Social Security Beneficiaries Get Larger-than-expected Increase

(RIVERWOODS, ILL., October 14, 2005) – Social Security beneficiaries in 2006 will see a relatively large increase in their monthly checks, according to CCH INCORPORATED (CCH), a leading provider of tax and payroll law information and software ( As a result of inflation, an increase of 4.1 percent will be applied to this coming year’s benefits, starting with December 2005 benefits, which are paid in January 2006. This is the largest annual increase since 1991.

The 4.1-percent cost-of-living adjustment, or COLA, will produce an estimated monthly benefit of $1,002 for all retired workers in 2006, $47 a month more than in 2005. However, $10.30, or 22 percent, of that increase will be eaten up by a rise in the premium paid by beneficiaries enrolled in Medicare Part B in 2006. With a total monthly Medicare Part B premium of $88.50 in 2006, Social Security beneficiaries enrolled in Medicare Part B will see that average $47 benefit increase reduced to $36 after rounding required by law.

A typical married couple, both receiving benefits, can expect to find $1,648 in their monthly benefit checks in 2006, $74 more than the comparable 2005 benefit, while the average widow or widower living alone will receive an average benefit of $967, an increase of $47. These amounts do not reflect deductions for Medicare premiums.

The maximum monthly benefit payable to an individual reaching full retirement age, which is age 65 and 8 months for those born in 1941, will be $2,053. This is $114 more per month than what was payable to someone retiring at the full retirement age of 65 and 6 months in January 2005 and $92 per month more than the maximum benefit of $1,961 payable to someone born in 1941 who still wishes to retire upon reaching age 65 in 2006.

The Social Security COLA is applied to several types of benefits: retirement, disability, survivors – such as children and widow(er)s – and to the maximum family benefit, which is the maximum that can be paid if more than one family member is receiving benefits based on one wage earner’s account.

Energy Costs Drive Increase

“The increase is largely driven by an increase in energy costs, which accounts for approximately 60 percent of the increase in the consumer price index over the past 12 months,” said Avram Sacks, J.D., CCH Social Security law analyst.

“The magnitude of the increase was not expected by the Board of Trustees of the Federal Old-Age, Survivors and Disability Insurance (OASDI) Trust Fund last March,” said Sacks. “At that time, they predicted a 2.0 percent increase, less than half the actual figure based on the rise of the Consumer Price Index for Urban Wage Earners and Clerical Workers from the third quarter of 2004 through the third quarter of 2005.”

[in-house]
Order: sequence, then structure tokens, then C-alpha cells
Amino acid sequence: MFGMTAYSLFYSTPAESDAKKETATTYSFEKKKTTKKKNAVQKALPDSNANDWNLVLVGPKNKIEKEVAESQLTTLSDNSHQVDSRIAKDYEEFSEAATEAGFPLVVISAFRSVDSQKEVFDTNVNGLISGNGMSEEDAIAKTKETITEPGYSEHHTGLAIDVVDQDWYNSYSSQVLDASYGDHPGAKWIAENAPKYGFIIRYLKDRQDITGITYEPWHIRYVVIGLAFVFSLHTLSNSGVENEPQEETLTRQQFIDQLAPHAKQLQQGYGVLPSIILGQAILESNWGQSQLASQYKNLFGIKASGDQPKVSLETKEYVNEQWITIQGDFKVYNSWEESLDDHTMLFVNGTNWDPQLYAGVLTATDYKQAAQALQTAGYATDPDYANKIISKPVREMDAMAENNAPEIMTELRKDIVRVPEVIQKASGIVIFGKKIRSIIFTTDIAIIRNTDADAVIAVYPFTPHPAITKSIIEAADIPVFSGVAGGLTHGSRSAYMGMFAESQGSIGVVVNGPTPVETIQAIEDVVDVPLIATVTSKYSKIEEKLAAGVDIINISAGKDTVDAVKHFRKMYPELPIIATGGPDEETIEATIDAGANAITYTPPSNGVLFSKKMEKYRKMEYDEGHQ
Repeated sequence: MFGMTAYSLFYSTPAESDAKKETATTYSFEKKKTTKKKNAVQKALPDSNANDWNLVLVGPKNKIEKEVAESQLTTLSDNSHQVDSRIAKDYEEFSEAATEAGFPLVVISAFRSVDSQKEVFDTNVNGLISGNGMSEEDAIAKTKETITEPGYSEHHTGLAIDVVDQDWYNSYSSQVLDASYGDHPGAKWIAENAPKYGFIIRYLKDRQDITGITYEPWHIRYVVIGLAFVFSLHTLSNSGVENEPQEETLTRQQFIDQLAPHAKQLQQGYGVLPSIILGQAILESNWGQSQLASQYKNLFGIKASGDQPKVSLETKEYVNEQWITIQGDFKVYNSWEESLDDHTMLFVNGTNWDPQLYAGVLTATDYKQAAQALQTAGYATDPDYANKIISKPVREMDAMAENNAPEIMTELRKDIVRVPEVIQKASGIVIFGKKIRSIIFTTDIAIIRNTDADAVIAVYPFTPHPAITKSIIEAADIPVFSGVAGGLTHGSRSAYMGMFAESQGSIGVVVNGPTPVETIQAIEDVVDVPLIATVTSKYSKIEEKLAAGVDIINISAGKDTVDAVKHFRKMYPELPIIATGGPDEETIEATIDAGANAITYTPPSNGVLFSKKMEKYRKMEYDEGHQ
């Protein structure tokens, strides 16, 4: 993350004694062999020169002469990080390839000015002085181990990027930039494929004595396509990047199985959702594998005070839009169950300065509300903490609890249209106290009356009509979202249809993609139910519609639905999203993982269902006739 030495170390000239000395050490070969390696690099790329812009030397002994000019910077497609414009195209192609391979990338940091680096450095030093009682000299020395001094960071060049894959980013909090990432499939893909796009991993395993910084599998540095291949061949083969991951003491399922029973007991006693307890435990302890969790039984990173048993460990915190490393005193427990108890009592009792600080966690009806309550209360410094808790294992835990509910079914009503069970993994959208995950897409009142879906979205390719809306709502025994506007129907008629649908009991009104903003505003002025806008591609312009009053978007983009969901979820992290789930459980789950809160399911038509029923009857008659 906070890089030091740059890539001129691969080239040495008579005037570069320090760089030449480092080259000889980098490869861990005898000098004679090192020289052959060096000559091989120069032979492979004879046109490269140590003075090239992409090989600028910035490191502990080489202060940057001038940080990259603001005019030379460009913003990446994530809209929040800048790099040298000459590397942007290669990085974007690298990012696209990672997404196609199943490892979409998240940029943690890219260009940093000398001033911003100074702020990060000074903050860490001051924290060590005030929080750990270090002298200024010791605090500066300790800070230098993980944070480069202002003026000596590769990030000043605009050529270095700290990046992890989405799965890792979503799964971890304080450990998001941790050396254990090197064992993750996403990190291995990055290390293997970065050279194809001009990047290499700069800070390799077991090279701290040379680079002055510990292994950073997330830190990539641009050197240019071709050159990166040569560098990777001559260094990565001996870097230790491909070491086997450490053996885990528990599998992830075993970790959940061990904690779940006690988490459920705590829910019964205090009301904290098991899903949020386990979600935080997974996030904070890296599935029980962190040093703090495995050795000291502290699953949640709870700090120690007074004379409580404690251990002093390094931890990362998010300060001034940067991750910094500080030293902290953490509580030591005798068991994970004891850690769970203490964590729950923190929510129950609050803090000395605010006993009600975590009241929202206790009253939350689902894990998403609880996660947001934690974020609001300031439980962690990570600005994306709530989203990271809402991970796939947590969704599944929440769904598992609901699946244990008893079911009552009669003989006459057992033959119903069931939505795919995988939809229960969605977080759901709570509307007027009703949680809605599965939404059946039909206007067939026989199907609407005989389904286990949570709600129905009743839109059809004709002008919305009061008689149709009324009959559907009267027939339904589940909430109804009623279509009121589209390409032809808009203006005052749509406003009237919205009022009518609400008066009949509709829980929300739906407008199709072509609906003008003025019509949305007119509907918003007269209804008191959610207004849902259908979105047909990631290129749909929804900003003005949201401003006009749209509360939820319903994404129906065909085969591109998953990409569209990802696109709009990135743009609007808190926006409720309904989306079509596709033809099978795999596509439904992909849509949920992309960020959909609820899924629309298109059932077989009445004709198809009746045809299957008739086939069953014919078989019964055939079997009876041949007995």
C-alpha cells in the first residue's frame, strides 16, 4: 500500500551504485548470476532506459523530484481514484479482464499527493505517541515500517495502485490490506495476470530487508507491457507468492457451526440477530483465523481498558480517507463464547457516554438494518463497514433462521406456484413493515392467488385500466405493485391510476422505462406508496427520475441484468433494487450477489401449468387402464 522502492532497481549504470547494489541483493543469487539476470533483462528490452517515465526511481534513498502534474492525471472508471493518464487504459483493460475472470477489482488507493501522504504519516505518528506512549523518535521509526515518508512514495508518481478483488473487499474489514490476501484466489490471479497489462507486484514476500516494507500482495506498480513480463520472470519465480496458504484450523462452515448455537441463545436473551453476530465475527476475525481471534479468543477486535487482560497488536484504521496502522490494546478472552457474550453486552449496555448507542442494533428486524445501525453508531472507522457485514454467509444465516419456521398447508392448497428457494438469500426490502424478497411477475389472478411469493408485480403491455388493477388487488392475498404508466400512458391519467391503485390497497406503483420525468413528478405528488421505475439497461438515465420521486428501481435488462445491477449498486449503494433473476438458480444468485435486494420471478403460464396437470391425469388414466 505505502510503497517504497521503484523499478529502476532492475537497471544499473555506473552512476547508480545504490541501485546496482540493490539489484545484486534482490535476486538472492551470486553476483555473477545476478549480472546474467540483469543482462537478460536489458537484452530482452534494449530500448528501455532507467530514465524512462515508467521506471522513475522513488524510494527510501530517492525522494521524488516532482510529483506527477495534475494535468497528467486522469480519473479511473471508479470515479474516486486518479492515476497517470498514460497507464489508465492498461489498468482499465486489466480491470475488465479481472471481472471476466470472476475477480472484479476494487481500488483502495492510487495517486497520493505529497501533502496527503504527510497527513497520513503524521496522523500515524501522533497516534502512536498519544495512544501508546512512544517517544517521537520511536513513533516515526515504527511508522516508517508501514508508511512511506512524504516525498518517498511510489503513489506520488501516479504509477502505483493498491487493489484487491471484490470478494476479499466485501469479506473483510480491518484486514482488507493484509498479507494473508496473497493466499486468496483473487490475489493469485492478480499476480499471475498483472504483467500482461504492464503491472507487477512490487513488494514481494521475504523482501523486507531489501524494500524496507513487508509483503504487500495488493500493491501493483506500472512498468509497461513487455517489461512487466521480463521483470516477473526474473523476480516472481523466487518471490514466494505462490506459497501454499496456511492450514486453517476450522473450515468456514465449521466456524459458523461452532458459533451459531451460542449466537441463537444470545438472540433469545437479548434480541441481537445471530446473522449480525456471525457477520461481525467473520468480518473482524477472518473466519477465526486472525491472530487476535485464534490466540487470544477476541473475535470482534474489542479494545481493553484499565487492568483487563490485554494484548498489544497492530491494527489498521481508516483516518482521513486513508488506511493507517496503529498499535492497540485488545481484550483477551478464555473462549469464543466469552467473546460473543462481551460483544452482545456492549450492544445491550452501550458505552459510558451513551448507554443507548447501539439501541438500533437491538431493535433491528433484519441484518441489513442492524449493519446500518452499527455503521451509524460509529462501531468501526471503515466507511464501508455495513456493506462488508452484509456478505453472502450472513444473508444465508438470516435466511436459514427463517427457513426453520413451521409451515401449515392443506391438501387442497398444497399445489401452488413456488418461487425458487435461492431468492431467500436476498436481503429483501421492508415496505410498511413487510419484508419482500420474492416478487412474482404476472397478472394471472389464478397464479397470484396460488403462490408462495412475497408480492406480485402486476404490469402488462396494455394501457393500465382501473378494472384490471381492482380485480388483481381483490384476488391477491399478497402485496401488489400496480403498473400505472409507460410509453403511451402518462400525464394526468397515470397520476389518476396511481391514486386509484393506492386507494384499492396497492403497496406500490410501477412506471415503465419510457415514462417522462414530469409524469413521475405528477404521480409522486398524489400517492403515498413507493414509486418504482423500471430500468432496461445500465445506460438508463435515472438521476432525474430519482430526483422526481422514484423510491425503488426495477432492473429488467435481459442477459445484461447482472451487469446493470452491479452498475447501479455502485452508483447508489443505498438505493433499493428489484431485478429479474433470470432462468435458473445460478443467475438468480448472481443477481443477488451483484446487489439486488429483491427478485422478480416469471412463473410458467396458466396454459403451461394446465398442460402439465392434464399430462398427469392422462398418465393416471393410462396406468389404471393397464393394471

Earnings Limits Also Rise

The amounts that certain Social Security beneficiaries can earn without having their benefits reduced – “Retirement Test Exempt Amounts” in Social Security terminology – also will go up next year.

Workers under full retirement age who are receiving benefits can earn up to $12,480 in 2006, or $1,040 per month, without having their benefits reduced. This is an increase of $480 annually over the 2005 limit.

A modified test applies to workers who reach the full retirement age of 65 and 8 months in 2006. In each month before they reach full retirement age, these individuals may earn up to $2,770 without having their benefits reduced. Once they reach full retirement age, benefits are no longer subject to any retirement test.

“This is an increase of $120 over the 2005 monthly limit for these workers,” Sacks noted.

An “earnings test” for beneficiaries at full retirement age through age 69 was abolished by legislation in 2000. Beneficiaries age 70 and older have not been subject to benefit reductions based on earnings since 1983.

Disability Thresholds

The amount of monthly earnings in 2005 that will give rise to a presumption that a disability beneficiary is no longer disabled – that is, the amount that’s deemed sufficient to demonstrate an ability to engage in “substantial gainful activity” is $860, an increase of $30 from 2005.

Disability beneficiaries may work for as many as nine months during any 60-month period without affecting their rights to receive benefits. This is known as “trial work.” In 2006, a disabled beneficiary who works will not be treated as having engaged in trial work for any month in which his or her earnings are no more than $620, an increase of $30 over the 2005 limit.

SSI Earnings Limits

There is no trial work period for Supplemental Security Income (SSI) disability beneficiaries. However, if an SSI beneficiary is working, has only earnings, and doesn’t pay expenses in order to work, the person may earn up to $1,291 per month in 2006 before the person’s SSI federal cash benefits stop. The amount was $1,243 in 2005. This is based on an exclusion of $85 per month (assuming the person has no other income) for the first $85 dollars of monthly earned income, plus a monthly deduction of $1 for every $2 earned thereafter. SSI beneficiaries in states that provide a supplement to the federal SSI benefit can earn even more before cash payments stop.


CCH INCORPORATED is a leading provider of employment law and human resources information for attorneys and human resource professionals. The CCH Human Resources web site is Headquartered in Riverwoods, Ill., CCH was founded in 1913 and has served more than four generations of business professionals and their clients. CCH is a Wolters Kluwer company ( and part of the Wolters Kluwer Legal Unit.

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